Figure 8 represents SEM images of MK2 group with different curing times at 800x and 12000x amplification, respectively. The SEM images at 800x amplification can easily observe the cracks and pores inside, while the microcracks, micropores, and hydration products such as C-S-H, which improve the property of MK cemented soil , can be observed at 12000x amplification. As shown in Figure 8(a), loose microstructure and lots of cracks and pores are found at 1 d, meanwhile, a small quantity of C-S-H is observed on the surface of the soil particles because there has been no sufficient time for cement hydration reaction. At 3 d and 7 d, due to the accelerate cement hydration caused by geopolymer, a number of C-S-H can be obviously found and some of them have filled in the pores, while the size of micropores and microcracks decreases with increasing curing time, as shown in Figures 8(b) and 8(c). From Figure 8(d) it can be clearly noticed that no obvious cracks can be observed at curing time of 14 d, and a number quantity of C-S-H has covered most of the soil particles and connected with each other. Figure 8(e) illustrates that the structure of MK2 at 28 d is denser, while both macropores and micropores are filled with C-S-H, thereby improving its macromechanical properties, such as strength and elastic modulus.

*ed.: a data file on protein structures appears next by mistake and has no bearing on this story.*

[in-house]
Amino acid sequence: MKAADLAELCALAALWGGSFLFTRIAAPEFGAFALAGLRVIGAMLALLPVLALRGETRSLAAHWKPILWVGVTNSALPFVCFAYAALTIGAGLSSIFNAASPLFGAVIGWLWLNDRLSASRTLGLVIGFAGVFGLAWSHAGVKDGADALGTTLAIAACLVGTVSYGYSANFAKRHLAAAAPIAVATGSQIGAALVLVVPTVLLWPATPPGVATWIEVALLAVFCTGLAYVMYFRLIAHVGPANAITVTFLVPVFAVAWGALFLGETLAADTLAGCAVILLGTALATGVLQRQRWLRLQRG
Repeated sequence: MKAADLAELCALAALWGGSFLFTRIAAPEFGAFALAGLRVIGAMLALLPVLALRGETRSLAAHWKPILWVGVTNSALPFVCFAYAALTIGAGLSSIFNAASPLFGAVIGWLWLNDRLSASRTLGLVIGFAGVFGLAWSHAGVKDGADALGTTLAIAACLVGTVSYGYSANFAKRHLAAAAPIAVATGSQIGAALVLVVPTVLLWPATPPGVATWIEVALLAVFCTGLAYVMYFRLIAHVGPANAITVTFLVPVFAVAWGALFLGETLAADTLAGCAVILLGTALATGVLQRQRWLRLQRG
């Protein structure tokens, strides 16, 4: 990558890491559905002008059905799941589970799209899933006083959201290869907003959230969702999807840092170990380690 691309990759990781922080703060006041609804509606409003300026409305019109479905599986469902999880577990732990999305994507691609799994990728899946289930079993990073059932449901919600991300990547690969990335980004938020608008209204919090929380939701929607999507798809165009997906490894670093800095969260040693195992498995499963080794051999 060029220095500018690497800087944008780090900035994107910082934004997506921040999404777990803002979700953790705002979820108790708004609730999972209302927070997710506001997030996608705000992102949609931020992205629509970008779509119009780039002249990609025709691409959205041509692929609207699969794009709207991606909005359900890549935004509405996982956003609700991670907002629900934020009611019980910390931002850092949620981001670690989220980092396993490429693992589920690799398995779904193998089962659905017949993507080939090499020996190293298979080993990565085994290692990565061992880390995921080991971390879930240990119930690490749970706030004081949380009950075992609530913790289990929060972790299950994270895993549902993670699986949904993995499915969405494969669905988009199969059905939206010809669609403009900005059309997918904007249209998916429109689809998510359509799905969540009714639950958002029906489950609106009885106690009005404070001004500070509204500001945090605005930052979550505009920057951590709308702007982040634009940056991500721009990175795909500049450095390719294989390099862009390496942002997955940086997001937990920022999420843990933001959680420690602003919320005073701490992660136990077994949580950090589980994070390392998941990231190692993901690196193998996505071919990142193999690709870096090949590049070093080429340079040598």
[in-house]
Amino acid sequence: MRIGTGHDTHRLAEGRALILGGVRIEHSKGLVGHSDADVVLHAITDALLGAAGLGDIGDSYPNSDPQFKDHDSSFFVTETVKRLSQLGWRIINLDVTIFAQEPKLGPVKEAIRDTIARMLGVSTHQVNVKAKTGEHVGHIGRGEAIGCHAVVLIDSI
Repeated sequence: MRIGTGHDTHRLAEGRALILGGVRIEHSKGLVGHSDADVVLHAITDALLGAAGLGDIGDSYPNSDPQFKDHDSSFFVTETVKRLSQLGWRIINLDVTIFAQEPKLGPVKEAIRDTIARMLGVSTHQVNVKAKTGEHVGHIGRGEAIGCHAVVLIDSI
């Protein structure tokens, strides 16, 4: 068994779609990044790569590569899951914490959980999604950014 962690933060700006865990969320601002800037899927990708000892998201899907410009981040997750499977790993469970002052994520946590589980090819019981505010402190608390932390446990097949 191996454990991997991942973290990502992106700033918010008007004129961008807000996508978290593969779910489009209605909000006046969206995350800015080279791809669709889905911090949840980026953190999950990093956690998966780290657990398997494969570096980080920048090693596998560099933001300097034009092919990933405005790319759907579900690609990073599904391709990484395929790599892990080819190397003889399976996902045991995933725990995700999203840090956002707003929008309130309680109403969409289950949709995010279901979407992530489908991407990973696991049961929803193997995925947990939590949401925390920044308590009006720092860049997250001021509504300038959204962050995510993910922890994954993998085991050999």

(1)Both the UCS and E50 increase with the increase in curing time, and the increase rate from 1 d to 7 d is faster compared with that from 7 d to 28 d. With the incorporation of MK, both the UCS and E50 show the regular first increase and then decrease. 2% MK content shows the highest UCS and E50 in this test, and the average values of them are 1.32 and 1.30 times compared with MK0 group at 28 d, respectively. In addition, the ratio between E50 and UCS lied in the range of 60 to 145 in the present study, and most of the test results at 28 d satisfy the standard request.(2)NMR results indicate that at the same curing time, the MK2 group shows the lowest porosity compared with other three groups. Moreover, the porosity decreases with increasing curing time. Both the UCS and E50 of the MK-based geopolymer cemented silty clay decrease with the increase of porosity and exhibit a linear correlation. In this test, the porosity of MK-based geopolymer cemented silty clay increases from 21.22% to 26.21%, the corresponding values of UCS decreases from 2.95 MPa to 0.92 MPa, while it decreases from 303 MPa to 117 MPa for E50.(3)SEM results reveal that the microstructure of the sample modified by 2% MK is most homogeneous and dense compared with other MK content groups. With the increasing curing time, the size of both micropores and microcracks decrease which contributes to improving its strength and elastic modulus.